Published: January 2021   Journal: European Journal of Trauma & Dissociation
The objective of this study was to measure, via an online survey, the peritraumatic impact of COVID-19-related lockdown measures on parents and their sense of parental competence, as well as the link withtheir children’s peritraumatic distress. This study investigated the links between the distress felt by the parentand the distress felt by the child in the lockdown from March to May 2020. Participants were 287 parentsand 161 children.
A little autonomy support goes a long way: daily autonomy‐supportive parenting, child well‐being, parental need fulfillment, and change in child, family, and parent adjustment across the adaptation to the COVID‐19 pandemic

AUTHOR(S)
Andreas B. Neubauer; Andrea Schmidt; Andrea C. Kramer (et al.)

Published: January 2021   Journal: Child Development
This study examined the effects of daily parental autonomy support on changes in child behavior, family environment, and parental well‐being across 3 weeks during the COVID‐19 pandemic in Germany. Day‐to‐day associations among autonomy‐supportive parenting, parental need fulfillment, and child well‐being were also assessed.
A multi-tiered systems of support blueprint for re-opening schools following COVID-19 shutdown

AUTHOR(S)
ChristopherA. Kearney; Joshua Childs

Published: January 2021   Journal: Children and Youth Services Review
The COVID-19 pandemic will create enormous disruptions for youth and families with respect to economic and health status, social relationships, and education for years to come. The process of closing and intermittently reopening schools adds to this disruption and creates confusion for parents and school officials who must balance student educational progress with health and safety concerns. One framework that may serve as a roadmap in this regard is a multi-tiered systems of support (MTSS) model. This article briefly addresses four main domains of functioning (adjustment, traumatic stress, academic status, health and safety) across three tiers of support (universal, targeted, intensive). Each section draws on existing literature bases to provide specific recommendations for school officials who must address various and changing logistical, academic, and health-based challenges. The recommendations are designed to be flexible given fluctuations in the current crisis as well as focused on maximum-value targets.
COVID-19: Trends, Promising Practices and Gaps in Remote Learning for Pre-Primary Education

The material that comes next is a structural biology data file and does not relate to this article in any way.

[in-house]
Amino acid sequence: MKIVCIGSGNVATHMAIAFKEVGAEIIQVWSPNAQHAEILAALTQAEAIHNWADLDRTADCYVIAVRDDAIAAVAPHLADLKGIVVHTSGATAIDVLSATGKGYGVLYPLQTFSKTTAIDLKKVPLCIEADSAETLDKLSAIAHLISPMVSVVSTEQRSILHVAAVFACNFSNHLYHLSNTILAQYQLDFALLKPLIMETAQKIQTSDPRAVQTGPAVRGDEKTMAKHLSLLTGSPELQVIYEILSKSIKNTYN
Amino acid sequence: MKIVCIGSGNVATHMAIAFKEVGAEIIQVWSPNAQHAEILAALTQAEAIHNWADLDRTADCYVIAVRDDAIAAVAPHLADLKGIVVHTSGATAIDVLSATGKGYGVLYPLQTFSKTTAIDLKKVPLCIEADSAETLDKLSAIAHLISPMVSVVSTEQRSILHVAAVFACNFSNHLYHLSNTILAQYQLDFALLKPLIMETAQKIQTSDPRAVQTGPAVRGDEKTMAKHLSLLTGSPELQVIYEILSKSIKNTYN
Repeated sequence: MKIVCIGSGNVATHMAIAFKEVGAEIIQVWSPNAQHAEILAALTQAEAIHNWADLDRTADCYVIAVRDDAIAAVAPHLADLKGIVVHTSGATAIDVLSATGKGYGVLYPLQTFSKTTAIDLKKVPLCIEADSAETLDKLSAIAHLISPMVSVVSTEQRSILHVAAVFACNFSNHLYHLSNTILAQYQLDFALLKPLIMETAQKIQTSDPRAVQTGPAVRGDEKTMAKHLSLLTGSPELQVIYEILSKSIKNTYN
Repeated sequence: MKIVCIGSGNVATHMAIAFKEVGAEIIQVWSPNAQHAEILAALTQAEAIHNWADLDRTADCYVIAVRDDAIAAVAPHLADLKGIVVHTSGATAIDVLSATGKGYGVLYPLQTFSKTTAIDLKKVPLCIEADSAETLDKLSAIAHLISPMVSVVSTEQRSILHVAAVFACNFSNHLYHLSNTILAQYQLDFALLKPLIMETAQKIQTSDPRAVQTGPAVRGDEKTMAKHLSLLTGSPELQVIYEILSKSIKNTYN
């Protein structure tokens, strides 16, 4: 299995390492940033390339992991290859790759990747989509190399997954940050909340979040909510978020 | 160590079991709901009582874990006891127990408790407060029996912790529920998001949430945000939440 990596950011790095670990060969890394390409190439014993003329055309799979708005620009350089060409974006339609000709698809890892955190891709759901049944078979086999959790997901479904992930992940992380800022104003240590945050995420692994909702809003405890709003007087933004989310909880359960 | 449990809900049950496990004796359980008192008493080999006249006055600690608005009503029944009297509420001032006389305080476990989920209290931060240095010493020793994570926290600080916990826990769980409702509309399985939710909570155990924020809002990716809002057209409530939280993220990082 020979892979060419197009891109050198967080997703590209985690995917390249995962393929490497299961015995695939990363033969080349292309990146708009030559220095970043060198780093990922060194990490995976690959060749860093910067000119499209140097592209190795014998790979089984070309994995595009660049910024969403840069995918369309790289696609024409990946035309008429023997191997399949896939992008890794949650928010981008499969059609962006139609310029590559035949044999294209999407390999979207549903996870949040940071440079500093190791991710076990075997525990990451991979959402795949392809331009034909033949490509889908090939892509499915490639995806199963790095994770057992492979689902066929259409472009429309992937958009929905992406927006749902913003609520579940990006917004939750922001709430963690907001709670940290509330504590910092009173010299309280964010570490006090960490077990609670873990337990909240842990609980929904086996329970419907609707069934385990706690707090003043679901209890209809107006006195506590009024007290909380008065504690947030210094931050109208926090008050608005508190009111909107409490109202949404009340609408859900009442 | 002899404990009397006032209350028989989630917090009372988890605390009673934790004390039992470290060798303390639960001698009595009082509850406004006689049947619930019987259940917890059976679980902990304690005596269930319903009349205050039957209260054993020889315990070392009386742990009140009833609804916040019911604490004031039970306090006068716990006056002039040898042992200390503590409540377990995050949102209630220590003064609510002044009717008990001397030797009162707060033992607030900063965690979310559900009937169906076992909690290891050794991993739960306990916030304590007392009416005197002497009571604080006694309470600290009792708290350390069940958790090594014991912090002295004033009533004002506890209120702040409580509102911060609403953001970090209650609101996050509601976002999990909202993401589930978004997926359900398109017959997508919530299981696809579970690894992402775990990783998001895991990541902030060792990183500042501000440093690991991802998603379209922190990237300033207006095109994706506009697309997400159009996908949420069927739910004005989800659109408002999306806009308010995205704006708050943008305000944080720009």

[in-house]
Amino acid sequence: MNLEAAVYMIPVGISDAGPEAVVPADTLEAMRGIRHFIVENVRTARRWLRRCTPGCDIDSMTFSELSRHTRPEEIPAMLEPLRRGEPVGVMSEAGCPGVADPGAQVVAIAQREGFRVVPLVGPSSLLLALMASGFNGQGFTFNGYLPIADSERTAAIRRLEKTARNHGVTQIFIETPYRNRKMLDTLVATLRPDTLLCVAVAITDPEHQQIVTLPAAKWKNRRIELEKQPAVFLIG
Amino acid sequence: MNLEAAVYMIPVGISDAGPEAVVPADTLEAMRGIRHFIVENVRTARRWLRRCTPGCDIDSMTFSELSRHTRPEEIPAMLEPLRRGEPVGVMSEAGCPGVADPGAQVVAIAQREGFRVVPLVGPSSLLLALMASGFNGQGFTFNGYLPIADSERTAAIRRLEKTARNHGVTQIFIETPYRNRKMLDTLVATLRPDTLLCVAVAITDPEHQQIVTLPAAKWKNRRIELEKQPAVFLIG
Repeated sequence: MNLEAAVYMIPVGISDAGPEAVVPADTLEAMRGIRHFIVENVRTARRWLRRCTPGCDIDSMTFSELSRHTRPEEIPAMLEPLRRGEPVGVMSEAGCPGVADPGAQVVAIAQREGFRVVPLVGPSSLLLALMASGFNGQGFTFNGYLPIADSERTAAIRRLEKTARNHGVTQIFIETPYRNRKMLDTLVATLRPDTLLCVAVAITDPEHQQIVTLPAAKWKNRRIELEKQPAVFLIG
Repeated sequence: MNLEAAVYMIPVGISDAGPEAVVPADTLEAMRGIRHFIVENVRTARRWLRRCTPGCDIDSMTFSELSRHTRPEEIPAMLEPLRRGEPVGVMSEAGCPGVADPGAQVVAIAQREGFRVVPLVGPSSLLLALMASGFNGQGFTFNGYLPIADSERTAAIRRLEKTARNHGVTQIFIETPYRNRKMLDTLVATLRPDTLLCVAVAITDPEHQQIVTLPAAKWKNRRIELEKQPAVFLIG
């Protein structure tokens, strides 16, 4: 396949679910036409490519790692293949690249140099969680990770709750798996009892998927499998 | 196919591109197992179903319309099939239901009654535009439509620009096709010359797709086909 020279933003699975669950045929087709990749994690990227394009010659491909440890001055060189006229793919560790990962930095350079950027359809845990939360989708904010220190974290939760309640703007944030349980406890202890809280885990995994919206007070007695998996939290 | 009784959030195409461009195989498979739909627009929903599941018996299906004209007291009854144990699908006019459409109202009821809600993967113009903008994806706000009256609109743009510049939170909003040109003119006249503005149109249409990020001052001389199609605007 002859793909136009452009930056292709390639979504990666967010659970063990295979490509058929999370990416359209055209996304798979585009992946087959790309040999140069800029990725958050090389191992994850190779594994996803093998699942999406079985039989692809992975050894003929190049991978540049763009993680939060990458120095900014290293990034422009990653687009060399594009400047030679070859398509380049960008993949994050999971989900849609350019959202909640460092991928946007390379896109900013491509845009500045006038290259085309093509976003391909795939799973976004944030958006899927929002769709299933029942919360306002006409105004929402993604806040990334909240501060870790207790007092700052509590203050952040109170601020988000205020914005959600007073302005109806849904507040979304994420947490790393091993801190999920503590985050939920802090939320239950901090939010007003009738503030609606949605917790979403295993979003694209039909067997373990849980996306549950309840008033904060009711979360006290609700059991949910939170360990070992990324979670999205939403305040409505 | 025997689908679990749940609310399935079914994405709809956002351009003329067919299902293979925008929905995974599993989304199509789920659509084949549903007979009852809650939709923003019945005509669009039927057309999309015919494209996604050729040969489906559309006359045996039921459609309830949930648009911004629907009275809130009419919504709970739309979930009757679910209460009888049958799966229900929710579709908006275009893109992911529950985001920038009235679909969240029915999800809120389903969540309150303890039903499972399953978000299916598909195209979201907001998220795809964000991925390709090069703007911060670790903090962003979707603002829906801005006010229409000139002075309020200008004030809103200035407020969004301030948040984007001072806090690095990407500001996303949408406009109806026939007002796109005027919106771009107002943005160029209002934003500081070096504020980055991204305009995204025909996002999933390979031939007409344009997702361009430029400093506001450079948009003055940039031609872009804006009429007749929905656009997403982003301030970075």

This paper examines the remote learning options that countries around the world have made available for pre-primary students and their families while schools are closed during the COVID-19 pandemic. It highlights trends, gaps and emerging good practices that are supported by existing evidence.
Perceived knowledge as [protective] power: parents’ protective efficacy, information-seeking, and scrutiny during COVID-19

AUTHOR(S)
Elizabeth Johnson Avery; Sejin Park

Published: November 2020   Journal: Health Communication
During the COVID-19 pandemic, parents were issued numerous, sometimes changing, safeguarding directives including social distancing, mask use, hygiene, and stay-at-home orders. Enacting these behaviors for the parent presented challenges, but the responsibility for children to follow protocol properly was an even more daunting undertaking. Self-efficacy is one of the most power predictors of health behavior and has been adapted to a context-specific crisis self-efficacy scale conducted on March20, 2020, captures real-time perceptions of parents as coronavirus anxieties peaked. The study reveals a relationship between self- and protective efficacy that is mediated by parents’ assessments of how informed they are about COVID-19. It also examines the role of perceived knowledge on information-seeking and scrutiny of pandemic information found online.
Worry and permissive parenting in association with the development of internet addiction in children

AUTHOR(S)
Barbara Chuen Yee Lo; Romance Nok Man Lai; Ting Kin Ng (et al.)

Published: November 2020   Journal: International Journal of Environmental Research and Public Health